What is aquaculture
Aquaculture is the farming of fish and seafood in fresh or saltwater. Aquaculture has been identified, both internationally and within Canada, as a key agri-food sector that will be important in supporting the world’s growing demand for animal protein, and contributing to food security and human health in a low-carbon production manner. Aquaculture in Canada occurs in all provinces and Yukon and employs thousands of Canadians, including many in rural, coastal, and Indigenous communities. According to 2018 data from Statistics Canada, the sector generated 3,500 direct jobs and produced over 190 thousand tonnes of cultured product, which directly contributed over $2 billion (plus associated economic activity) to Canada’s gross domestic product.
Aquaculture Regulation in Canada
In Canada, aquaculture has been regulated since the 1980s through existing federal-provincial/territorial legislation and regulations that apply to specific aquaculture activities. Over time, incremental changes to these multiple laws, regulations, and associated policies have created a complicated regulatory system with different requirements across the country. Fisheries and Oceans Canada (DFO) is the lead federal regulator and manages aquaculture under the Fisheries Act—legislation which was designed for wild capture fisheries and does not reflect the distinct context and requirements associated with aquaculture management. However, aquaculture activities are regulated by multiple federal organizations and several different pieces of federal legislation.
There are currently three distinct regulatory approaches to aquaculture across Canada:
- In British Columbia, DFO issues aquaculture licences under the Fisheries Act’s Pacific Aquaculture Regulations and is directly responsible for environmental regulation of the sector. The Province is responsible for land management and issues leases to grant exclusive use of submerged provincial land for the purpose of culturing aquatic organisms.
- In Prince Edward Island, DFO issues aquaculture leases (with conditions on the lease agreements) to help ensure appropriate environmental performance of the sector through cooperative action with the Province.
- Elsewhere in Canada, DFO is also responsible for environmental regulation of the sector. Provincial and territorial authorities license aquaculture production operations (i.e., all activities related to the growing of finfish and shellfish), and authorize the allocation of space to carry out aquaculture operations. Many provincial/territorial jurisdictions also regulate for potential environmental impacts, animal welfare, fish health, and/or pest control product sale and use.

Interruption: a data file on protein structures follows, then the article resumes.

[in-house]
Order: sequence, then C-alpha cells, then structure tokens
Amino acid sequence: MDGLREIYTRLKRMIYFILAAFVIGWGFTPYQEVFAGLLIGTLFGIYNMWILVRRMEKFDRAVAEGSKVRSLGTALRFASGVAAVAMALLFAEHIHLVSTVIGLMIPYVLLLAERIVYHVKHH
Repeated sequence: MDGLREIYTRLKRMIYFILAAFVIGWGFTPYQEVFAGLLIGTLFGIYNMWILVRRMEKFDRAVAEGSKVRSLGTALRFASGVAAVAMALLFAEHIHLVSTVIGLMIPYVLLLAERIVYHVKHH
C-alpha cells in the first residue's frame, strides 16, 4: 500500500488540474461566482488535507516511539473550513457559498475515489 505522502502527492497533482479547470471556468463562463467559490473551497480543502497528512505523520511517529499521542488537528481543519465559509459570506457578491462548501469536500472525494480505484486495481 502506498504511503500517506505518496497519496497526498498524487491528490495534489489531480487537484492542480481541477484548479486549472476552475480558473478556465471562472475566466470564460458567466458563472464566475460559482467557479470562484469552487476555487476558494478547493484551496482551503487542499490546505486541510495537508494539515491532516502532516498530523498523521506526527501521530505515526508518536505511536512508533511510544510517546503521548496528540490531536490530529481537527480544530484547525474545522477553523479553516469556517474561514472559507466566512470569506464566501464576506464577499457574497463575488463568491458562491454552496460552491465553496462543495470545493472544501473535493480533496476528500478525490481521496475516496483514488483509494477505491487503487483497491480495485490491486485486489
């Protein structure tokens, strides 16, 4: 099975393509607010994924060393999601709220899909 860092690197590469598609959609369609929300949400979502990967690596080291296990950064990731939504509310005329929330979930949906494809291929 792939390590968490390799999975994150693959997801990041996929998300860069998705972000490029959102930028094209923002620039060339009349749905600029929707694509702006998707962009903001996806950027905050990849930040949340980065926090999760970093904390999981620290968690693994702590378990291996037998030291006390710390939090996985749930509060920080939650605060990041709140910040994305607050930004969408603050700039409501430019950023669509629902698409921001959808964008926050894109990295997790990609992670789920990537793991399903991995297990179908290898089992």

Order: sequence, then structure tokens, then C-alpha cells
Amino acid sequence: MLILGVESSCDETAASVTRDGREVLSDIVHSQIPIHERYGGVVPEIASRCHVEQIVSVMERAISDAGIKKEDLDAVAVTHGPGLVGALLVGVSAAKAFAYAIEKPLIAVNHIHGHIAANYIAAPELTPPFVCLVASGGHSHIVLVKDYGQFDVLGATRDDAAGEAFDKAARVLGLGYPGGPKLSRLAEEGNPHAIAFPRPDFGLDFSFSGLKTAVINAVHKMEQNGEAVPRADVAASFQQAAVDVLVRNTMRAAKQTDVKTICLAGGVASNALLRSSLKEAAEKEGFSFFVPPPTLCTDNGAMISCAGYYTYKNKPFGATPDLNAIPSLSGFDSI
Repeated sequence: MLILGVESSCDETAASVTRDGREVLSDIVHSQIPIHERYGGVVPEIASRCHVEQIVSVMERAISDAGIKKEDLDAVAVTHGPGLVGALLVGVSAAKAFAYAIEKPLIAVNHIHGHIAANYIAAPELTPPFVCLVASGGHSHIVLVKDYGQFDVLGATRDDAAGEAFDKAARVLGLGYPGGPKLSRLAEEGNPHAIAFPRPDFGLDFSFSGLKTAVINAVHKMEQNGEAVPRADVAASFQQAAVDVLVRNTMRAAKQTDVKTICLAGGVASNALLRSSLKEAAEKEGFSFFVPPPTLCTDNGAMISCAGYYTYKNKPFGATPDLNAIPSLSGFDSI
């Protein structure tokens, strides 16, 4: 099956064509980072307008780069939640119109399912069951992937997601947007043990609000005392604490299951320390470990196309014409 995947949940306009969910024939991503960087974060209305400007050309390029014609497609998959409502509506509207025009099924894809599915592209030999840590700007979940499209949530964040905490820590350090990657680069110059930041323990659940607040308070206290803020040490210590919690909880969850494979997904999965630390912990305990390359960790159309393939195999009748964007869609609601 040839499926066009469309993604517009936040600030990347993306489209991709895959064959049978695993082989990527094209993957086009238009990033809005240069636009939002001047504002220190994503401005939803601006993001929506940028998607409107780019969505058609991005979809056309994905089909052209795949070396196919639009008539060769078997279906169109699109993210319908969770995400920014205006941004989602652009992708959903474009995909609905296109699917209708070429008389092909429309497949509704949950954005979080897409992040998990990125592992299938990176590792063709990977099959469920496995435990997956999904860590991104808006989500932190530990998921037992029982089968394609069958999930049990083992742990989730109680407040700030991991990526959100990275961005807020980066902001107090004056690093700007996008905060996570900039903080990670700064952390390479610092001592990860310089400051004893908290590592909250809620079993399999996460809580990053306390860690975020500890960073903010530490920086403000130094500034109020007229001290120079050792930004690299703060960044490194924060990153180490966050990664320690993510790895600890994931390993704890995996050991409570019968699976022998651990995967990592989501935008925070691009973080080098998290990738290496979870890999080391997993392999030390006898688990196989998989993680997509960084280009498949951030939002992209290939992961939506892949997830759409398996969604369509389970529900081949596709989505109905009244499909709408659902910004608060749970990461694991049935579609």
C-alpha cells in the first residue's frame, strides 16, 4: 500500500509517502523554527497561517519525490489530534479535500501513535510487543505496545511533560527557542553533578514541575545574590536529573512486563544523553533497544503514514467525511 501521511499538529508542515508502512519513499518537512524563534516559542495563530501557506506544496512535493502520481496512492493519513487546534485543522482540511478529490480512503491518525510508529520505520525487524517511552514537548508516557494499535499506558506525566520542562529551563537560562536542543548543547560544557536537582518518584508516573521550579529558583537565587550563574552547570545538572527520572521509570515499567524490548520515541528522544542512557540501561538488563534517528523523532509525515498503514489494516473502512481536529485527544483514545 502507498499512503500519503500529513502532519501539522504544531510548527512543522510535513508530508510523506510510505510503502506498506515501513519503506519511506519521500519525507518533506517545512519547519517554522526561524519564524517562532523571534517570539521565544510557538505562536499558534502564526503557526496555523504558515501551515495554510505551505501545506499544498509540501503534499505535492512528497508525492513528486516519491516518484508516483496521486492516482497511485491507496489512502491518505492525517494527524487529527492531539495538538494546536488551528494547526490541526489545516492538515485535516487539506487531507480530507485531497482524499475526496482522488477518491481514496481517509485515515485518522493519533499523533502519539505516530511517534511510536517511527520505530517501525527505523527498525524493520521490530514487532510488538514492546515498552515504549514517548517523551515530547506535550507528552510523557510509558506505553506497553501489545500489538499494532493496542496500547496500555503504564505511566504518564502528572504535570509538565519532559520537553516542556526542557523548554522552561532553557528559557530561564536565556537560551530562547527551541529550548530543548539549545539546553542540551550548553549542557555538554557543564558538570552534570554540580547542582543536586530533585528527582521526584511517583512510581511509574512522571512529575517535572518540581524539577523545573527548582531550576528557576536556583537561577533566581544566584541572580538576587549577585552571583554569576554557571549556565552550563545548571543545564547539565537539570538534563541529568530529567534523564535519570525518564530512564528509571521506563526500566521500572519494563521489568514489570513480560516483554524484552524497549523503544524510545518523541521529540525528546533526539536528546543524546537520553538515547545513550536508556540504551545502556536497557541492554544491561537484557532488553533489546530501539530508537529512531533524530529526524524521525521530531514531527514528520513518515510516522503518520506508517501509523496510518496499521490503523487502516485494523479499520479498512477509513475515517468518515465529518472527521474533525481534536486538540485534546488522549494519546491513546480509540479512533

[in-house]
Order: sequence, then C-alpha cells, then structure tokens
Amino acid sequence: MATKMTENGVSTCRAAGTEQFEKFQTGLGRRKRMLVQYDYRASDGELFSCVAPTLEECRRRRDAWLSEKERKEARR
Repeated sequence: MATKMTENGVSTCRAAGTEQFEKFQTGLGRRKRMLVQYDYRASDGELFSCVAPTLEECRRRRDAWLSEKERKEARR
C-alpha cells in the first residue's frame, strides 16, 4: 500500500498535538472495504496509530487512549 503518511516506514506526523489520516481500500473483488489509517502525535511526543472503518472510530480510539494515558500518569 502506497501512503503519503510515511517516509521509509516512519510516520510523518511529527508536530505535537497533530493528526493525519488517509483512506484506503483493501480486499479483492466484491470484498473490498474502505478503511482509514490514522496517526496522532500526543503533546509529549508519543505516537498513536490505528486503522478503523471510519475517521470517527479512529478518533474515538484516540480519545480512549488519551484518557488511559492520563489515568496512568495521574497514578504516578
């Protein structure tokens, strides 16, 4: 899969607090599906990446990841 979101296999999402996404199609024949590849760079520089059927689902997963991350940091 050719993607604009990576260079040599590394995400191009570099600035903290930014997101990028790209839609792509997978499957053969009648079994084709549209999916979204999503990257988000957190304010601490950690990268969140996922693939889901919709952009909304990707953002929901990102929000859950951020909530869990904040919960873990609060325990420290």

Overlaying these three approaches, the federal government plays a national, cross-cutting, coordination role in aquaculture governance.
What is the objective of the new legislation?
The proposed Act is based on the 2018 agreement between federal, provincial, and territorial ministers, as well as feedback provided by stakeholders and Indigenous partners during previous rounds of engagement. The new federal legislation is intended to:
- foster national consistency, while respecting federal, provincial, and territorial jurisdiction;
- improve clarity and certainty for the industry;
- enhance environmental protection; and
- help sustainably grow the industry for the benefit of Indigenous and rural communities.
The Aquaculture Act may adopt relevant elements from sections of the Fisheries Act that concern aquaculture and adapt them to the sector’s context, while some may be purpose-built for the proposed Act, providing an opportunity to improve aquaculture management in Canada.
All elements are proposed for input and the proposed act is expected to draw much from, and be consistent with, the Fisheries Act, but the engagement process will allow for important public policy discussions that will help further refine the legislative proposals.
How will the Act support reconciliation?
The Act would respect Canadian laws, including section 35 of the Constitution Act, 1982 and any other legislation, existing or to be developed, that would define and/or protect Indigenous rights. The Act would also contain provisions equivalent to the ones introduced in the Fisheries Act as part of the 2019 amendments to support the recognition of Indigenous peoples’ rights.
How can we be kept informed?
The Department’s web page will be updated when appropriate while the bill is being developed. Once the bill is introduced in the House of Commons, updates will be available on the House of Commons’ website.
What happens after public engagement is closed?
Once public engagement is closed, the Government will finalize the proposed legislation. Once the bill is introduced in Parliament, input received by DFO can no longer be incorporated into the proposed legislation. However, input can still be provided through the parliamentary process.
- Date modified: